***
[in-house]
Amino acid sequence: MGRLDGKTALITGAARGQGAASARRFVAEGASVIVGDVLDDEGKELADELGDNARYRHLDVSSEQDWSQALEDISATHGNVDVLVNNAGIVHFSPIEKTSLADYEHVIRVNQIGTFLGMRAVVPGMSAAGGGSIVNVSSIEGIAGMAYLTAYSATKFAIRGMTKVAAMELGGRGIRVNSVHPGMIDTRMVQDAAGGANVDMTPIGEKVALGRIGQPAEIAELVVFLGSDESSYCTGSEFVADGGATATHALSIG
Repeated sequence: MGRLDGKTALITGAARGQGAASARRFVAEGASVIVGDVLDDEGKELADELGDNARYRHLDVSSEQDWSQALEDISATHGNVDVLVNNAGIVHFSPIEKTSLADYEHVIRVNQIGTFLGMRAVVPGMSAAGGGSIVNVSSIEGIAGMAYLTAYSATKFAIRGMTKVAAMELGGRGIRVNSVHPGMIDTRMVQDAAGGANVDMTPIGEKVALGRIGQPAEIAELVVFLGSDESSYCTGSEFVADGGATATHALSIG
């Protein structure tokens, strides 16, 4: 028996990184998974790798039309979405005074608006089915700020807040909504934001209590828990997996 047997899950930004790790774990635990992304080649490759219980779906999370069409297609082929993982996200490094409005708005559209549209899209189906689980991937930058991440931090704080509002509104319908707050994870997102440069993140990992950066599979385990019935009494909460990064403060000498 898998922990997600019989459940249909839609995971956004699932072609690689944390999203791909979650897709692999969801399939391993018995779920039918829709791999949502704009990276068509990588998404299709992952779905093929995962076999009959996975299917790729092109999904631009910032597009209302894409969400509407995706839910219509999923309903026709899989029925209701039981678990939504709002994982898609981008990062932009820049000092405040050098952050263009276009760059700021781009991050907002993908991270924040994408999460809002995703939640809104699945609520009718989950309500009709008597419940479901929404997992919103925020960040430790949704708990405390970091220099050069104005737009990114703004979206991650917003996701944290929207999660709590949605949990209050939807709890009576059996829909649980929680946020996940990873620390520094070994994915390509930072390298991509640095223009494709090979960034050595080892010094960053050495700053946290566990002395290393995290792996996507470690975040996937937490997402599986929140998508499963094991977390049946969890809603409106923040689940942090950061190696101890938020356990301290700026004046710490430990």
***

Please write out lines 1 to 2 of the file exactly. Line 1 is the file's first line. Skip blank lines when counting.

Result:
[in-house]
Amino acid sequence: MGRLDGKTALITGAARGQGAASARRFVAEGASVIVGDVLDDEGKELADELGDNARYRHLDVSSEQDWSQALEDISATHGNVDVLVNNAGIVHFSPIEKTSLADYEHVIRVNQIGTFLGMRAVVPGMSAAGGGSIVNVSSIEGIAGMAYLTAYSATKFAIRGMTKVAAMELGGRGIRVNSVHPGMIDTRMVQDAAGGANVDMTPIGEKVALGRIGQPAEIAELVVFLGSDESSYCTGSEFVADGGATATHALSIG